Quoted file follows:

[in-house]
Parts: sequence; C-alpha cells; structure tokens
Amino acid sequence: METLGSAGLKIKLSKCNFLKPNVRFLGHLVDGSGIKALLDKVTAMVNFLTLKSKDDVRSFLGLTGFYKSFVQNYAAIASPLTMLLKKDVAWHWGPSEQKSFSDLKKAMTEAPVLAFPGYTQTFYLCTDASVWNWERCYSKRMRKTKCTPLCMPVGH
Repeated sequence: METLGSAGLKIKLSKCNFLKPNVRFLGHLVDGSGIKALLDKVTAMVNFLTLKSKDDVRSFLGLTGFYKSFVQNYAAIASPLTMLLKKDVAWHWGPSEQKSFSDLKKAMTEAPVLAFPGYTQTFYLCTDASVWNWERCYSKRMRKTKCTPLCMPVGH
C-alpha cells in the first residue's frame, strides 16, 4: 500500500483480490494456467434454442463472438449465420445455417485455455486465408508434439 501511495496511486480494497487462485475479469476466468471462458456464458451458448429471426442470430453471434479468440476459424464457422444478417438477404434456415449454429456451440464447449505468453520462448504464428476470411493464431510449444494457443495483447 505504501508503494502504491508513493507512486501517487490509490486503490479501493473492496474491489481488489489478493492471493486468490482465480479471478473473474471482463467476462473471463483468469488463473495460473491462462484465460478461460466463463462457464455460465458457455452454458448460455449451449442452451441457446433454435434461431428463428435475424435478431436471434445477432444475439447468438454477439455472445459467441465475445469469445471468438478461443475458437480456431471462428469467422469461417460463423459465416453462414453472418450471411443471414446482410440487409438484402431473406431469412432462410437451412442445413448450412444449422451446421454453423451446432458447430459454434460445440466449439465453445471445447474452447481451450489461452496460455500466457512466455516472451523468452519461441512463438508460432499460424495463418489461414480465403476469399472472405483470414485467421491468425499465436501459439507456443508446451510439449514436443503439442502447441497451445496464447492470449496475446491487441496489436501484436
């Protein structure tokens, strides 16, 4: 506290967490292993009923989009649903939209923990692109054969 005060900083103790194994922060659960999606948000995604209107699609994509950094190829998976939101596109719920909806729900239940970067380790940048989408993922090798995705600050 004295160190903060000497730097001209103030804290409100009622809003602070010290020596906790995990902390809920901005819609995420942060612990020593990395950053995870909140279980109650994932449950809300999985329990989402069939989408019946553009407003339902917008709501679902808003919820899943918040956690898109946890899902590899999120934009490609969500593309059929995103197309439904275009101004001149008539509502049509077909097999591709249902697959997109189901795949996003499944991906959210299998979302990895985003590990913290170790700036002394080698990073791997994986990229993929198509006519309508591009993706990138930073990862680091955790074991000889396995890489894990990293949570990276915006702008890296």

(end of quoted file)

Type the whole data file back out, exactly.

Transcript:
[in-house]
Parts: sequence; C-alpha cells; structure tokens
Amino acid sequence: METLGSAGLKIKLSKCNFLKPNVRFLGHLVDGSGIKALLDKVTAMVNFLTLKSKDDVRSFLGLTGFYKSFVQNYAAIASPLTMLLKKDVAWHWGPSEQKSFSDLKKAMTEAPVLAFPGYTQTFYLCTDASVWNWERCYSKRMRKTKCTPLCMPVGH
Repeated sequence: METLGSAGLKIKLSKCNFLKPNVRFLGHLVDGSGIKALLDKVTAMVNFLTLKSKDDVRSFLGLTGFYKSFVQNYAAIASPLTMLLKKDVAWHWGPSEQKSFSDLKKAMTEAPVLAFPGYTQTFYLCTDASVWNWERCYSKRMRKTKCTPLCMPVGH
C-alpha cells in the first residue's frame, strides 16, 4: 500500500483480490494456467434454442463472438449465420445455417485455455486465408508434439 501511495496511486480494497487462485475479469476466468471462458456464458451458448429471426442470430453471434479468440476459424464457422444478417438477404434456415449454429456451440464447449505468453520462448504464428476470411493464431510449444494457443495483447 505504501508503494502504491508513493507512486501517487490509490486503490479501493473492496474491489481488489489478493492471493486468490482465480479471478473473474471482463467476462473471463483468469488463473495460473491462462484465460478461460466463463462457464455460465458457455452454458448460455449451449442452451441457446433454435434461431428463428435475424435478431436471434445477432444475439447468438454477439455472445459467441465475445469469445471468438478461443475458437480456431471462428469467422469461417460463423459465416453462414453472418450471411443471414446482410440487409438484402431473406431469412432462410437451412442445413448450412444449422451446421454453423451446432458447430459454434460445440466449439465453445471445447474452447481451450489461452496460455500466457512466455516472451523468452519461441512463438508460432499460424495463418489461414480465403476469399472472405483470414485467421491468425499465436501459439507456443508446451510439449514436443503439442502447441497451445496464447492470449496475446491487441496489436501484436
């Protein structure tokens, strides 16, 4: 506290967490292993009923989009649903939209923990692109054969 005060900083103790194994922060659960999606948000995604209107699609994509950094190829998976939101596109719920909806729900239940970067380790940048989408993922090798995705600050 004295160190903060000497730097001209103030804290409100009622809003602070010290020596906790995990902390809920901005819609995420942060612990020593990395950053995870909140279980109650994932449950809300999985329990989402069939989408019946553009407003339902917008709501679902808003919820899943918040956690898109946890899902590899999120934009490609969500593309059929995103197309439904275009101004001149008539509502049509077909097999591709249902697959997109189901795949996003499944991906959210299998979302990895985003590990913290170790700036002394080698990073791997994986990229993929198509006519309508591009993706990138930073990862680091955790074991000889396995890489894990990293949570990276915006702008890296």